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Intelligent and Cost-Effective Energy Management of Smart Building Equipped with Behind the Meter Energy Storage Systems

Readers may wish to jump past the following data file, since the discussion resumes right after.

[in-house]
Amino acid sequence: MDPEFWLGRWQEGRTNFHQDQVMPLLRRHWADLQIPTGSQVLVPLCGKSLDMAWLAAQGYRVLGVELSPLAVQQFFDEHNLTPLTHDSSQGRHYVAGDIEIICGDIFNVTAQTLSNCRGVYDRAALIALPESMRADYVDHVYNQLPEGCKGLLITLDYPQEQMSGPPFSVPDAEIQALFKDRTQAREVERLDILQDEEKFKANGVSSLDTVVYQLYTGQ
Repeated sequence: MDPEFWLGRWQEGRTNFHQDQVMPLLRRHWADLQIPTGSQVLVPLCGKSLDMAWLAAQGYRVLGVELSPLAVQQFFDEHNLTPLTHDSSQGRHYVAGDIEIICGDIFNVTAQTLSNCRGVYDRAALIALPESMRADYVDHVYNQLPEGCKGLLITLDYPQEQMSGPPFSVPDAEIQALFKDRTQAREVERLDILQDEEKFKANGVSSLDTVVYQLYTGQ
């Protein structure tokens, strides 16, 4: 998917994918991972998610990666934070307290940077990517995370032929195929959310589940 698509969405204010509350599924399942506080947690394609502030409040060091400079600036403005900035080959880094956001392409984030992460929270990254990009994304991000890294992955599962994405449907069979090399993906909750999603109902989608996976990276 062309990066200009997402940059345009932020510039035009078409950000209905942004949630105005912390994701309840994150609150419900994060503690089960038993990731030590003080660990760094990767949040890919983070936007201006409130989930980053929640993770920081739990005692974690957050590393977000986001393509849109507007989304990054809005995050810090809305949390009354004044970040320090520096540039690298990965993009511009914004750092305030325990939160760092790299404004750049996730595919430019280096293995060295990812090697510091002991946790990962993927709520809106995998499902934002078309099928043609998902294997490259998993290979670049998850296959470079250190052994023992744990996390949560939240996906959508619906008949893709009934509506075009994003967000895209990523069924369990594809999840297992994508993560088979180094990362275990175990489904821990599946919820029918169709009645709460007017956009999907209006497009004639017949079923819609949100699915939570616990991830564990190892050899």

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In recent years, smart buildings have drawn great attention in strategic energy planning discussions as one of the key players in integration of renewable energies into the smart power system. This has led to development of intelligent energy management systems that optimally schedule renewable energy generation, energy storage systems and residential energy consumption. In this dissertation, various problem statements associated with the development of intelligent energy management strategies for smart buildings have been studied. These problem statements are mainly focused on the optimization of the energy costs and maximization of self-consumption of solar generation under normal operating conditions as well as in presence of inherent uncertainties associated with solar energy generation, load consumption and Plug in Electric Vehicles (PEVs). As the first step of this work, optimum energy management of smart buildings based on day-ahead forecasting for load and generation is studied with an emphasis on cost-effective integration of PEVs and household batteries as behind the meter energy storage systems. To address the shortcomings of current methods, the concept of Energy Price Tag (EPT) is proposed which reflects the average price of the stored energy in storage systems. Then, in order to tackle the challenges imposed by uncertainties, we take a step further and utilize the EPT concept to develop a flexible and cost-effective energy management strategy in presence of deviations from day-ahead forecasts. Finally, to provide a thorough study, we focus on intelligent and cost-effective management of smart buildings’ energy transactions with other smart systems. With the desire to provide more incentives to promote deployment of smart buildings in the peer-to-peer (P2P) energy trading paradigm, a real-time operational framework for P2P energy sharing between a smart building and a PEV charging station is proposed. In the proposed framework the EPT concept is utilized to develop a dynamic pricing mechanism that is not dependent on day-ahead energy generation and load profile, hence providing an effective solution to managing uncertainties. The results obtained from different chapters of this dissertation could be useful for government agencies, policy makers and utilities in designing incentives to accelerate the integration of smart buildings as well as energy storage systems into smart power systems.
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